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October 2014: Get Worm Wise This Winter

Just the mere mention of the word ‘deworming’ conjures up unpleasant images in most pet owner’s minds; and for good reason too!  Worms, more specifically gastrointestinal worms and heartworms, can pose a serious and sinister threat to our pets.  With winter just around the corner, we take a look at how to recognise a worm infestation, how to identify worms and the best way to reduce your pet’s risk of catching worms.

Recognising Infection
Worms are almost inevitable in dogs so knowing what to look for and how to treat them is important for your dog’s health.  Most worm infestations can cause any or all of these symptoms:

  • Diarrhoea
  • Blood in your pets stool
  • Weight loss despite a good appetite
  • Vomiting
  • Abnormally swollen stomach

Some gastrointestinal infestations also cause few or no symptoms.  In fact, some worm eggs or larvae can be dormant in your dog’s body and activated only in times of stress, or in the case of roundworms, until the latter stages of pregnancy, when they activate and infest soon-to-be born puppies.  As most puppies are born with worms, they should be treated for worms at two, four, six, eight and twelve weeks of age; then every three months for life with an all-wormer.  For puppies use Canex Puppy Suspension, followed by either Drontal Plus, Popantel or Canex Multispectrum Wormer for dogs; every three months.


The biggest problem for pet owners in terms on non-intestinal worms is heartworms.  Heartworms are parasites that live in the blood and adjacent blood cells of a dogs heart.  They can grow from 10-30cm in length, reach maturation at around 6-7 months after infection and live in your pet for up to seven years!  Early signs of heartworm infection can be easy to miss and as a result it is often not until the infection becomes severe that it is caught.  The good news is that most dogs with heartworm can be succesfully treated by using one treatments including Heartgard Plus, Proheart, Valueheart or Advocate.

Worm Identification
Hookworm:  Similar to a hook in shape; whitish grey in colour.  One of the most dangerous of all intestinal parasites. It can be transmitted from mothers to puppies before birth or through suckling. It may be detected by the level of your puppies’ lethargy, anaemia, poor appetite and black tarlike stools that contains blood.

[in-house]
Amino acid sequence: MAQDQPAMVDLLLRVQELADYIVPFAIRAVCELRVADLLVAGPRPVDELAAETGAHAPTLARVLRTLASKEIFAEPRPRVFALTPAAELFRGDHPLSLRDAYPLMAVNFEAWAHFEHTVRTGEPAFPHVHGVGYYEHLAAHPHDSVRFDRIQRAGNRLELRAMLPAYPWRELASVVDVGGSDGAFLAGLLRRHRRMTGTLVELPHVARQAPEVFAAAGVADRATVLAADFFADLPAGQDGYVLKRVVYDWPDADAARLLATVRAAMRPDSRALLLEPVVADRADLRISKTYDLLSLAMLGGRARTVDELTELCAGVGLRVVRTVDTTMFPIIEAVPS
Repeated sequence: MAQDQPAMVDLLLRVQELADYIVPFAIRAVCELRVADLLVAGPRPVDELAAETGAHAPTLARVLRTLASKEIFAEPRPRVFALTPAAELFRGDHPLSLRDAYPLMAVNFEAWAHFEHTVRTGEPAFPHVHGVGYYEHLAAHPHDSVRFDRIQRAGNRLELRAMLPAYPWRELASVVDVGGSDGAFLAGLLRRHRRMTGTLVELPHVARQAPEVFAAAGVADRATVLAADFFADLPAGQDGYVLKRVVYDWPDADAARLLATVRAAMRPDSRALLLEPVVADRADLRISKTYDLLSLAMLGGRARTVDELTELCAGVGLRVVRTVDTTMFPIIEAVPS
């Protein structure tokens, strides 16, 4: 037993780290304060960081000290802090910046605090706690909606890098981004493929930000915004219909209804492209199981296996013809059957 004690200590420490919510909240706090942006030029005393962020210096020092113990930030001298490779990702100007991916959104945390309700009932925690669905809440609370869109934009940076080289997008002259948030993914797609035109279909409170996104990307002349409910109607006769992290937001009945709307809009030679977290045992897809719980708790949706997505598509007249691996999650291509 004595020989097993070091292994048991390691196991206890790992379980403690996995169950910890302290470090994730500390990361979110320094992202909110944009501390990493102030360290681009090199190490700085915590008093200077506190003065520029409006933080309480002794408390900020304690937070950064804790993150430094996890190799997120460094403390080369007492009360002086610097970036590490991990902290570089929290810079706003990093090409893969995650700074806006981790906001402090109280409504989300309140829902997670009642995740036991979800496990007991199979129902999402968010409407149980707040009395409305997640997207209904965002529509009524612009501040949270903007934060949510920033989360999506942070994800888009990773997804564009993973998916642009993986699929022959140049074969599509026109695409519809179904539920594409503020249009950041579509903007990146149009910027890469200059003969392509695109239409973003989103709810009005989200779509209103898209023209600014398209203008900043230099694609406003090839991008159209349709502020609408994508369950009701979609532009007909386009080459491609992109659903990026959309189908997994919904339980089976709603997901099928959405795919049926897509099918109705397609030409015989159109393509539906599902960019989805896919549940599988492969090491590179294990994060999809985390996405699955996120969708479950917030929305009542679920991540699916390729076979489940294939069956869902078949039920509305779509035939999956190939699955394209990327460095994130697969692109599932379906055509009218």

Tapeworm: Can infect a dog when it eats its larvae from a host animal, such as a flea or a mouse. There are no obvious symptoms, but small, rice-like segments can be found around the pet’s anus or in the puppies stool. Mature tapeworms cause your puppy to eat more than normal, but with no weight gain.

Whipworm:  Very thin at the front and thick at the back whipworms have a mouth structured like a spear which punctures the wall of your pet’s large intestine so they can feed on the animal’s blood, causing dehydration, anaemia and diarrhoea.


Roundworm: Growing up to 15cm long and resembling a piece of string, roundworm can be contracted via infected poo or dirt. Living in the small intestine, these worms may cause vomiting, diarrhoea, weight loss, a pot-bellied appearance and lethargy.  Can cause respiratory disease, sometimes death, in puppies.


Reducing the Risk
Pets can pick up worms from other infected animals, from eating the larvae or eggs of worms or from eating raw meat, infected prey animals or infected parasites.  It’s also important to know that some worms that infect and reinfect dogs can also infect humans; so treatment and eradication of the worms in the environment is important.  Here are some handy hints on how to help prevent worm infestations:

  • Stop soil contamination by picking up your dogs faeces when out and about.
  • Try and minimise your pet’s ingestion of snails and slugs and try to avoid exposing them to stray animals or dead rodents, which often can harbour immature tapeworms that can mature inside your dog.
  • Keep your pet away from faeces; his own as well as others. This is one of the most common means of worm infestation.
  • Monthly flea control and treatment is very important because fleas are commonly responsible for the spread of tapeworms.
  • Maintain an effective worm control program.  Canex Multispectrum Wormer for Dogs is popular among pet owners and treats all gastrointestinal worms.  If looking for combination treatments try Heartgard Plus; effective for treating heartworms, hookworms and roundworms while Advocate treats most gastrointestinal worms plus heartworm.


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